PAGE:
Speaking of prayers, I had the following exchange with my 5-year-old nephew on Sunday:

"You and uncle Aaron are married, so you can have kids."

"That's true, we are. In fact, we would like that. You can ask God to give us a baby."

Without further ado, "Dear God, please help my uncle and aunt Andery to have a baby. Amen."

*for those of you who want to know which room we stayed in (Amanda), it was the Lene.


Inferdolatry Part 5

Thinking in terms of idolatry opened up a window of understanding into my current trial of infertility. "We don't simply suffer; we suffer as sinners with a deep propensity to run after god-replacements. And, as believers, we don't just suffer as sinners but as those who have been united with Christ and therefore no longer live under the mastery of sin" (Tripp, p. 93). Infertility is grievous; idolatry is even more grievous. I don't know how or when this affliction will end, but I do know that my idolatry will end, crumbling bit by bit here on earth and ultimately toppling when my Savior brings me to heaven. I know it will be an ongoing struggle, but I want to put my desire for a child into the proper orbit. I want God as the sun in the center of my solar system, and I want good things - like children - revolving like planets around him. 1 Peter 4:1-2 says, "Since therefore Christ suffered in the flesh, arm yourselves with the same way of thinking, for whoever has suffered in the flesh has ceased from sin, so as to live for the rest of the time in the flesh no longer for human passions but for the will of God." As I walk through the suffering of infertility, I want to see sin diminished in my life. I want suffering to make me more like my Savior. I will still have passions - included the intense yearning for children - but I should not live for them. I live for God, who is love and life.

"And we know that the Son of God has come and has given us understanding, so that we may know him who is true; and we are in him who is true, in his Son Jesus Christ. He is the true God and eternal life. Little children, keep yourselves from idols." (1 John 5:20-21)


Inferdolatry Part 4

As I began to really see how I had made having a baby into an idol, I became very discouraged. I felt like the battle for my heart had already been lost. I was living as a functional atheist; how could I hope to change? I couldn't imagine ever wanting a baby any less. Satisfaction in God alone seemed impossible. But I had forgotten that the battle lines are not just drawn between me and my desires. The real fight is between God an my idolatry. Referring to James 4:1-10, Paul Tripp says:

"We are not battling by ourselves - God battles for us! James is saying, 'Don't you know that the Spirit who lives inside you envies intensely? In the middle of the battle you can't forget that God is a jealous God. He loves you too much to make room for other lovers. He will oppose your proud and self-absorbed living, not because he is against you, but because he loves you.' Praise God that he will settle for nothing short of the final victory in our hearts. Our hope to be who we were meant to be is directly tied to his jealous desire for our hearts....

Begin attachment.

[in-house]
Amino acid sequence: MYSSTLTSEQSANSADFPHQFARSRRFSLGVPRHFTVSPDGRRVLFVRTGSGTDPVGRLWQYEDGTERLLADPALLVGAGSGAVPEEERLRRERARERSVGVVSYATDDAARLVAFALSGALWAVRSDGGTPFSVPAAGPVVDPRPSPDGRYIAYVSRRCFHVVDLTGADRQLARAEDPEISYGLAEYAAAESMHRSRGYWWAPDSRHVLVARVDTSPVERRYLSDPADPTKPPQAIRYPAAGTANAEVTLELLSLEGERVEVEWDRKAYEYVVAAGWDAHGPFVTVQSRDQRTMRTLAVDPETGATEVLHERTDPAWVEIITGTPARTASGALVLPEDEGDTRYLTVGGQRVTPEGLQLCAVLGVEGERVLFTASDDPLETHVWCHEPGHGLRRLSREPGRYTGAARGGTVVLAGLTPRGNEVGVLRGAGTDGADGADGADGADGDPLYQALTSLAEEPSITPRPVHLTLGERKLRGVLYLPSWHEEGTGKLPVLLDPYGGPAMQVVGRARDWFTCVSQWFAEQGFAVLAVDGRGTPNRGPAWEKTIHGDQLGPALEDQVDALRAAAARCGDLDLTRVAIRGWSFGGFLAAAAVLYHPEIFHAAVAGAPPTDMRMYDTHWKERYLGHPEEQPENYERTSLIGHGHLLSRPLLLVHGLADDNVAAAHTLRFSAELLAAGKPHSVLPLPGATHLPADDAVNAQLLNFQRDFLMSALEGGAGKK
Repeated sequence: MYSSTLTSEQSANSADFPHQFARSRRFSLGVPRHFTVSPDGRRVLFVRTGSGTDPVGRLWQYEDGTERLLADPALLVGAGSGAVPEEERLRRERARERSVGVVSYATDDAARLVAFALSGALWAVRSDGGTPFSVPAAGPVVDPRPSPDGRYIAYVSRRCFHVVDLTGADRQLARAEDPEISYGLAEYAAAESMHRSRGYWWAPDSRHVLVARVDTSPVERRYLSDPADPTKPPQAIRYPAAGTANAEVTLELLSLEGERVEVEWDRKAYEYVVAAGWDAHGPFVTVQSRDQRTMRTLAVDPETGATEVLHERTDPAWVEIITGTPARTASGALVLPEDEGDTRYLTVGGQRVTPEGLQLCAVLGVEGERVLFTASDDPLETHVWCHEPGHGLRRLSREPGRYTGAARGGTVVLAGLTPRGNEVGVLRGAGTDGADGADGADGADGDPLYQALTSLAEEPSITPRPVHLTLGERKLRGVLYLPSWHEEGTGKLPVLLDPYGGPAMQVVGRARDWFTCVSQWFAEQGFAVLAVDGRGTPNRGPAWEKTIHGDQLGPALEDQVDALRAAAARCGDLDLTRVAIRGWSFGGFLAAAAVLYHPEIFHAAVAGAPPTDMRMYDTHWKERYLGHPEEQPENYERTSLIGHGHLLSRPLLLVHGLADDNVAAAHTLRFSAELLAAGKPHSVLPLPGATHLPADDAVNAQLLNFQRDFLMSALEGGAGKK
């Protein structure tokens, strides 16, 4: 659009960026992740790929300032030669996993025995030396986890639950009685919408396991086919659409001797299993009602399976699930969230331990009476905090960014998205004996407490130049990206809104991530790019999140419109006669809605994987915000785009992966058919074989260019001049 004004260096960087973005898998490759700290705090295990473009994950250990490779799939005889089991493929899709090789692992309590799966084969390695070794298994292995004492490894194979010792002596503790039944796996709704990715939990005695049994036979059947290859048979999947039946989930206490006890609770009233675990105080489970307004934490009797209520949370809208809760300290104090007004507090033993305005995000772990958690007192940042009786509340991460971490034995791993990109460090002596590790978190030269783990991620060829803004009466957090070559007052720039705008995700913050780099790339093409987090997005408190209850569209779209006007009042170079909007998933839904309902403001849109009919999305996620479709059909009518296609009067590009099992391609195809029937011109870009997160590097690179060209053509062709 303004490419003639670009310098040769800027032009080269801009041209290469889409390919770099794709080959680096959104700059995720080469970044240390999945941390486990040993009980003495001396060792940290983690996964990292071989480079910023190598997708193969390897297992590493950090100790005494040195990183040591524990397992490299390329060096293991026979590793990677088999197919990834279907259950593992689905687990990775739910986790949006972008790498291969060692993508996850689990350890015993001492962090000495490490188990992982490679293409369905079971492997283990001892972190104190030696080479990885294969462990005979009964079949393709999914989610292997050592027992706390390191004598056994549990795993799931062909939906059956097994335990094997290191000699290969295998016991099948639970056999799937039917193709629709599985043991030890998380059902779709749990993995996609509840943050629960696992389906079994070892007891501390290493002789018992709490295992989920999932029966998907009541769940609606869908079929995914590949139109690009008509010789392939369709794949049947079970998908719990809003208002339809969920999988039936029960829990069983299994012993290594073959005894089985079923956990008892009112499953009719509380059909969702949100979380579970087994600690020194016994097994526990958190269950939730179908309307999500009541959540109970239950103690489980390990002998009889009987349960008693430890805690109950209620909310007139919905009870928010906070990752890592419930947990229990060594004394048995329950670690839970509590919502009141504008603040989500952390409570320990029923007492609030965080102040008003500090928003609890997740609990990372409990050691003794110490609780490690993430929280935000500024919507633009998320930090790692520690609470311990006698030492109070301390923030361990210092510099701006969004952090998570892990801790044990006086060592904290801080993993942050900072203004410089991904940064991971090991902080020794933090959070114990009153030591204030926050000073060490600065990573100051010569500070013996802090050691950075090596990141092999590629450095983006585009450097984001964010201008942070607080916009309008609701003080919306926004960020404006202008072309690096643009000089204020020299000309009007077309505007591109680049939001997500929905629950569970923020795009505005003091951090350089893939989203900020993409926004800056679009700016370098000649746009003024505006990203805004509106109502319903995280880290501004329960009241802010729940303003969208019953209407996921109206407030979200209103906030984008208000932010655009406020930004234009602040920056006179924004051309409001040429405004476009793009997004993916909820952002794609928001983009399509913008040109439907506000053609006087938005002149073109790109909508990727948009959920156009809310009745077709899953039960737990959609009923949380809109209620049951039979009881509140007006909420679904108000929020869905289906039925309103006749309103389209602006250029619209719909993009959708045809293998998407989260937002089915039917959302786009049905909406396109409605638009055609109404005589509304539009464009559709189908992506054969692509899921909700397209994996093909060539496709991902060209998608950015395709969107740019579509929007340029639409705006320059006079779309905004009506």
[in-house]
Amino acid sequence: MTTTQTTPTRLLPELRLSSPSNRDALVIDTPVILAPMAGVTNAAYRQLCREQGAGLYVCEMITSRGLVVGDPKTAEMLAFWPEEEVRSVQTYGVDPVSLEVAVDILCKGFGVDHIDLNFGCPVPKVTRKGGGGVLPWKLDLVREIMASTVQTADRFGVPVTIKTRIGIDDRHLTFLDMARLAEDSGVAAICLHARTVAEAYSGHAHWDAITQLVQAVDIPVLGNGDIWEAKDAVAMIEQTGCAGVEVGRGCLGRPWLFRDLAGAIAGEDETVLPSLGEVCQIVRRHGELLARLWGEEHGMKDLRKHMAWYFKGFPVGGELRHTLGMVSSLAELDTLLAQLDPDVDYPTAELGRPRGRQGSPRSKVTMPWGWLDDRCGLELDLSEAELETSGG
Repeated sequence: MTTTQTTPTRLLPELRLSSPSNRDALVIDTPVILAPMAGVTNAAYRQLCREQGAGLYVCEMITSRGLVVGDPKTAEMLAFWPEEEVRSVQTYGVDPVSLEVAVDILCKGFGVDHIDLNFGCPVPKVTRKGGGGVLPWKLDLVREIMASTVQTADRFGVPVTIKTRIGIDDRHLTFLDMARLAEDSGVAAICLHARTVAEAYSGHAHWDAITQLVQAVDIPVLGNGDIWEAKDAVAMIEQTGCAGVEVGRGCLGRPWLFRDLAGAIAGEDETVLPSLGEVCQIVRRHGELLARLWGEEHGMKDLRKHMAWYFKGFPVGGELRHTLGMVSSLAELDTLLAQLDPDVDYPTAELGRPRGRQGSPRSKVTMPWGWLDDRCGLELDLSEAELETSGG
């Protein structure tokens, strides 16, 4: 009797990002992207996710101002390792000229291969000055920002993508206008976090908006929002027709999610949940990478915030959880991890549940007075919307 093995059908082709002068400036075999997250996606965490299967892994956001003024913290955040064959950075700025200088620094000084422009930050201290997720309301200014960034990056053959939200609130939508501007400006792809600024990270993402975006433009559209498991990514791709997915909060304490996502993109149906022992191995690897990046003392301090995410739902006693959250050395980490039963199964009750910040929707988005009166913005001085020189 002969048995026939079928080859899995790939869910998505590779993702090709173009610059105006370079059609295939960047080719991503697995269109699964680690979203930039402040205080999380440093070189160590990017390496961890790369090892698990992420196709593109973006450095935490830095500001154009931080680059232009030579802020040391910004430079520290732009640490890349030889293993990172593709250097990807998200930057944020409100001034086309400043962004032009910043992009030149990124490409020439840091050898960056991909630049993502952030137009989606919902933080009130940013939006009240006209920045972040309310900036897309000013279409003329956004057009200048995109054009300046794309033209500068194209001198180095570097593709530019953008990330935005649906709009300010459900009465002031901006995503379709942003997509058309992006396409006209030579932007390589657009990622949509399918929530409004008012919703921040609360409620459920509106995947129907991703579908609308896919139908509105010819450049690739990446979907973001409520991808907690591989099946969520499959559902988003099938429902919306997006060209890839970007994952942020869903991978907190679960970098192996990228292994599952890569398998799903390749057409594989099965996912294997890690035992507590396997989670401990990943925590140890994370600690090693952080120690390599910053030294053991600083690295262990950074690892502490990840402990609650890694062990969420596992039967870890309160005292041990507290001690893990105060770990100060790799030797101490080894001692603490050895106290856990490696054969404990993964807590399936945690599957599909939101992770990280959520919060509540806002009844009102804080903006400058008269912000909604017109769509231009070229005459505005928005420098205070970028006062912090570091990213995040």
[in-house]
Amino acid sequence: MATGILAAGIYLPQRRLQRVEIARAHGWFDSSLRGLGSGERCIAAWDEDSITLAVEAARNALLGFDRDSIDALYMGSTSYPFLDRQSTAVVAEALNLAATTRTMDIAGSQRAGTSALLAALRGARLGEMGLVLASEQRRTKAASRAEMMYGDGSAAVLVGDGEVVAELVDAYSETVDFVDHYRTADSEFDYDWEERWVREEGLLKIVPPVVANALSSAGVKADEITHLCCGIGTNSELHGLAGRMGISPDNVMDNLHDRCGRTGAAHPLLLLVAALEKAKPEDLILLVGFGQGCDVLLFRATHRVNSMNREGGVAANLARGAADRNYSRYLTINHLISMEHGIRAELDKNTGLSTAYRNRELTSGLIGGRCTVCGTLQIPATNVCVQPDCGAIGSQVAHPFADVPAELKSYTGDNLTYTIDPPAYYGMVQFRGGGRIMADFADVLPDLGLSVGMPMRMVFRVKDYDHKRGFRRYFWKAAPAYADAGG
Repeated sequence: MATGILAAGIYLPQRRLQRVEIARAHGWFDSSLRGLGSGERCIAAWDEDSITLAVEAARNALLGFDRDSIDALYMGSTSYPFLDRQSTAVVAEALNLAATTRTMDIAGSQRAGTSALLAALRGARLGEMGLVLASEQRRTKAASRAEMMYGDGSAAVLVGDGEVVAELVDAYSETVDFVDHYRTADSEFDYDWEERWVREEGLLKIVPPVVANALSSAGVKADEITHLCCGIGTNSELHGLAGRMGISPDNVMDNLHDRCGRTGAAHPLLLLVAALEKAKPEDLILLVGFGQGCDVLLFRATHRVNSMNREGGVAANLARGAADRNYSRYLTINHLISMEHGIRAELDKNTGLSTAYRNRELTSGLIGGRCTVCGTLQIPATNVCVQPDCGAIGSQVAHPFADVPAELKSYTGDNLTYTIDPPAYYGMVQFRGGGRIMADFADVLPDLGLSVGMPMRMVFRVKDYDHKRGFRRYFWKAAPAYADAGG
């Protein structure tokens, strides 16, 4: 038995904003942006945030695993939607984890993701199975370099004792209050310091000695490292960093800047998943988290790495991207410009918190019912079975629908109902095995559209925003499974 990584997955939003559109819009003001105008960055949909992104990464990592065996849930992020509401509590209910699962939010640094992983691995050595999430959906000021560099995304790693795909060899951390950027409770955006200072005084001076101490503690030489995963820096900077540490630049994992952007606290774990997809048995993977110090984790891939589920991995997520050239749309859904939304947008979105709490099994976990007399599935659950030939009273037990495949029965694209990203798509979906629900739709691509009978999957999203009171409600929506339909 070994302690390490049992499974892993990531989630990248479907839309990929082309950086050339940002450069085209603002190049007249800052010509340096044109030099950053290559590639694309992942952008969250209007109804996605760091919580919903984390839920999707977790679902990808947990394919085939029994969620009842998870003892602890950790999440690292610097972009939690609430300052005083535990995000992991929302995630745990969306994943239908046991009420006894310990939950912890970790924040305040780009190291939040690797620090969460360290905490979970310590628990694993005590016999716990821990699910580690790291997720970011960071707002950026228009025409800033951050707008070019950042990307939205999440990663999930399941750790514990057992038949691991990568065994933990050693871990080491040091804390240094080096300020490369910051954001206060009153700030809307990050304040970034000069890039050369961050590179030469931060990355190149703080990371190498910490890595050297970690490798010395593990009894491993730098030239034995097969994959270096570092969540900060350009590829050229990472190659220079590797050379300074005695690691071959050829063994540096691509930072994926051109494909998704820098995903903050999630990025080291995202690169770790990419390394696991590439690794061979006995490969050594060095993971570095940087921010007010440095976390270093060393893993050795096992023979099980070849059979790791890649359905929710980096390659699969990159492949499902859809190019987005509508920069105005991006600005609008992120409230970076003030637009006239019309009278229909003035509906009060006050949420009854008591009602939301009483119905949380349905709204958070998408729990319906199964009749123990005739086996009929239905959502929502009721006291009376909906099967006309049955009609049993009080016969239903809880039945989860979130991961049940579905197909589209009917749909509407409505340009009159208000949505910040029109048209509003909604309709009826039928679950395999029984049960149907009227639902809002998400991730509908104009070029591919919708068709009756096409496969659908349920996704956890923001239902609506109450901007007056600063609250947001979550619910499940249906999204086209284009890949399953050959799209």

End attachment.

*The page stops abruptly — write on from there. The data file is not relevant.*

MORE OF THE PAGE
...James says more. This jealous God is a giver of grace, the most powerful weapon in the war for the heart. God's grace gives us power to say no to powerful desires. It enables us to turn from the creation toward the Creator. It makes us willing to forsake our kingdoms for his. God's grace forgives, but it also constrains and draws and wins. It is jealous, God-focused grace, fitted for the moments we are tempted to follow our desires" (p. 84).

God wants my heart. He will make himself greater and more satisfying in my eyes than pregnancy or motherhood. No matter how great my yearning for a child, he will not rest until my affections and desires for him are even greater. He is my Hope.


Inferdolatry Part 3

The following quote really stood out to me as a picture of what has happened in my heart during my experience of infertility; I was both convicted and encouraged, and I hope you might be, too!

“If my heart is ruled by the desire for a certain thing, it will affect my relationship with God in two principal ways. First, it will shape my attitude when I pray. Rather than prayer being a worshipful act of submission to God, I will pray self-centered and demanding prayers – if I pray at all. I may be so intent on getting what I want that I forget God. Not only will my attitude in prayer be affected, but the kind of god I want will change as well. Let me explain.
If a certain set of desire rules my heart, I will not want God to be a wise, loving, sovereign Father who gives me what he knows is best. Instead, I will want a divine waiter who delivers what I have set my heart on….
When a certain set of desires rules our hearts, we reduce prayer to the menu of human desire. Worse, we shrink God from his position of all-wise, all-loving, all-powerful Father to a divine waiter we expect to deliver everything we ask. But God will not shrink to this size. He will only be our Father and King, who ‘satisfies your desires with good things so that your youth is renewed like the eagle’s’ (Ps. 103.5). He knows what is best, and he will not let there be peace until he alone controls our hearts. He is a Warrior King, who will not rest when we are captive to other kings. He fights for us, for the thoughts and desires of our hearts.”